Mod squad – Alex Bozikovic, the Globe and Mail’s architecture critic, is promoting 50/60s modernist architecture again with a joyous celebration of this under-appreciated style. You may remember Alex’s previous efforts to get modernism some love with his recent profile of Trent University and his arguments to preserve a 1960s school building. He might need a couple more articles – I don’t know if the public thinks ‘heritage’ is anything but what is seen in period pieces.

+ Bozikovic’s latest is illustrated beautifully by Daniel Rotsztain. He’s got some nice colouring books based on Toronto’s’ libraries and historic buildings, which you can see here.

+ Also credited in the article is Jocelyn Squires, who assisted Bozikovic with his update to Toronto’s architecture guide. She’s an Executive Assistant for the Toronto Society of Architects, a fellow architectural marketer and has her finger on the pulse, so I recommend following her on Twitter.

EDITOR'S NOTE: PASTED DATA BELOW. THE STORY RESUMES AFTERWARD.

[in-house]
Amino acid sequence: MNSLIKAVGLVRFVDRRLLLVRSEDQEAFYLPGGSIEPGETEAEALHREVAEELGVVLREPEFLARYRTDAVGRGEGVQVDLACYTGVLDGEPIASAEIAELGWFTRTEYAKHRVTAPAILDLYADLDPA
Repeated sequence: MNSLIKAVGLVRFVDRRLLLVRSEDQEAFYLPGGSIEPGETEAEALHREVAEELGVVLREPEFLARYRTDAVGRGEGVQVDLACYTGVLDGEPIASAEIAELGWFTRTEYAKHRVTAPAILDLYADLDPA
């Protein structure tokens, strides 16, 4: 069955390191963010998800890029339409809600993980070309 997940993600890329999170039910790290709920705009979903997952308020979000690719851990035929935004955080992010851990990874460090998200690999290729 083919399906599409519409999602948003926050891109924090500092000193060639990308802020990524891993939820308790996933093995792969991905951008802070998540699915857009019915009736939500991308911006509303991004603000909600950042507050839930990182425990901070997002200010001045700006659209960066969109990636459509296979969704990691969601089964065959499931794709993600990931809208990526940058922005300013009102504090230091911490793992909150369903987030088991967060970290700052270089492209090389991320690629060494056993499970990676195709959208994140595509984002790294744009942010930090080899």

+ Kate Wagner (also known as McMansion Hell) penned a beautiful essay on why all buildings are worthy of consideration which is definitely worth a read.


Illustration by Dasha Zolota.

Behold! The gates to the underworld – Getting underground (or staying above ground) is apparently quite complicated. “Reliability issues” have plagued the TTC’s new PRESTO automated gates to the point where the whole thing has been put on hold. And design solution after design solution (bollards, rumble strips, and signage, oh my!) haven’t been enough to keep (often drunk) drivers out of the Queen’s Quay streetcar tunnels, so it looks like it’s time for a different kind of gate.



Shipping crates find a second life as a showroom.